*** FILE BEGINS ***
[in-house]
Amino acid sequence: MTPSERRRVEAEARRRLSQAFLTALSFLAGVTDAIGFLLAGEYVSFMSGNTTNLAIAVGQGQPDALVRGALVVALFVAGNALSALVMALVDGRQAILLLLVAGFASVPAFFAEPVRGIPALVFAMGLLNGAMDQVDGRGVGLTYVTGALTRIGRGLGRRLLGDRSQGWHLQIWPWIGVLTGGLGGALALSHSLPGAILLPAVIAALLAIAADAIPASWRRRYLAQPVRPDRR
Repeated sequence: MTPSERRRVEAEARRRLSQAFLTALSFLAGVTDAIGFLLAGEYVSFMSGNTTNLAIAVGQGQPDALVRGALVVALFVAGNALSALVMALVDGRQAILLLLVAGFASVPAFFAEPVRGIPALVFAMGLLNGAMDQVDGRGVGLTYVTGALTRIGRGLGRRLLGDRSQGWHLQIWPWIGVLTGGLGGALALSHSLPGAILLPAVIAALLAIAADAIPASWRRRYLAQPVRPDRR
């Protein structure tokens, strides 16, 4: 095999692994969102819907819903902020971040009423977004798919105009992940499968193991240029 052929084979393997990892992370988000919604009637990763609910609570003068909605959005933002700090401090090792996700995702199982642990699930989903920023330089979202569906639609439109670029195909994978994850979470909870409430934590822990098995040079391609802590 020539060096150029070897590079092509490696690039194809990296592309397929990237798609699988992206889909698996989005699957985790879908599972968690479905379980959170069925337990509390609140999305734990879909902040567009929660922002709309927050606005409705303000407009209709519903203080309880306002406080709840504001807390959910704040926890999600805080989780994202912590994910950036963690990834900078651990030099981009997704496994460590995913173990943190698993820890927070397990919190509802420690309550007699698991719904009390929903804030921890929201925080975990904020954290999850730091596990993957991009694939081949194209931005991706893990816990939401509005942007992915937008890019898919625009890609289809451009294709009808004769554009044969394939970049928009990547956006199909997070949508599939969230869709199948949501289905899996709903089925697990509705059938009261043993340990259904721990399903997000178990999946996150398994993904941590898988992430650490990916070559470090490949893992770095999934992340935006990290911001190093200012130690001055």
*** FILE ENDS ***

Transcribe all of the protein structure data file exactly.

[in-house]
Amino acid sequence: MTPSERRRVEAEARRRLSQAFLTALSFLAGVTDAIGFLLAGEYVSFMSGNTTNLAIAVGQGQPDALVRGALVVALFVAGNALSALVMALVDGRQAILLLLVAGFASVPAFFAEPVRGIPALVFAMGLLNGAMDQVDGRGVGLTYVTGALTRIGRGLGRRLLGDRSQGWHLQIWPWIGVLTGGLGGALALSHSLPGAILLPAVIAALLAIAADAIPASWRRRYLAQPVRPDRR
Repeated sequence: MTPSERRRVEAEARRRLSQAFLTALSFLAGVTDAIGFLLAGEYVSFMSGNTTNLAIAVGQGQPDALVRGALVVALFVAGNALSALVMALVDGRQAILLLLVAGFASVPAFFAEPVRGIPALVFAMGLLNGAMDQVDGRGVGLTYVTGALTRIGRGLGRRLLGDRSQGWHLQIWPWIGVLTGGLGGALALSHSLPGAILLPAVIAALLAIAADAIPASWRRRYLAQPVRPDRR
């Protein structure tokens, strides 16, 4: 095999692994969102819907819903902020971040009423977004798919105009992940499968193991240029 052929084979393997990892992370988000919604009637990763609910609570003068909605959005933002700090401090090792996700995702199982642990699930989903920023330089979202569906639609439109670029195909994978994850979470909870409430934590822990098995040079391609802590 020539060096150029070897590079092509490696690039194809990296592309397929990237798609699988992206889909698996989005699957985790879908599972968690479905379980959170069925337990509390609140999305734990879909902040567009929660922002709309927050606005409705303000407009209709519903203080309880306002406080709840504001807390959910704040926890999600805080989780994202912590994910950036963690990834900078651990030099981009997704496994460590995913173990943190698993820890927070397990919190509802420690309550007699698991719904009390929903804030921890929201925080975990904020954290999850730091596990993957991009694939081949194209931005991706893990816990939401509005942007992915937008890019898919625009890609289809451009294709009808004769554009044969394939970049928009990547956006199909997070949508599939969230869709199948949501289905899996709903089925697990509705059938009261043993340990259904721990399903997000178990999946996150398994993904941590898988992430650490990916070559470090490949893992770095999934992340935006990290911001190093200012130690001055």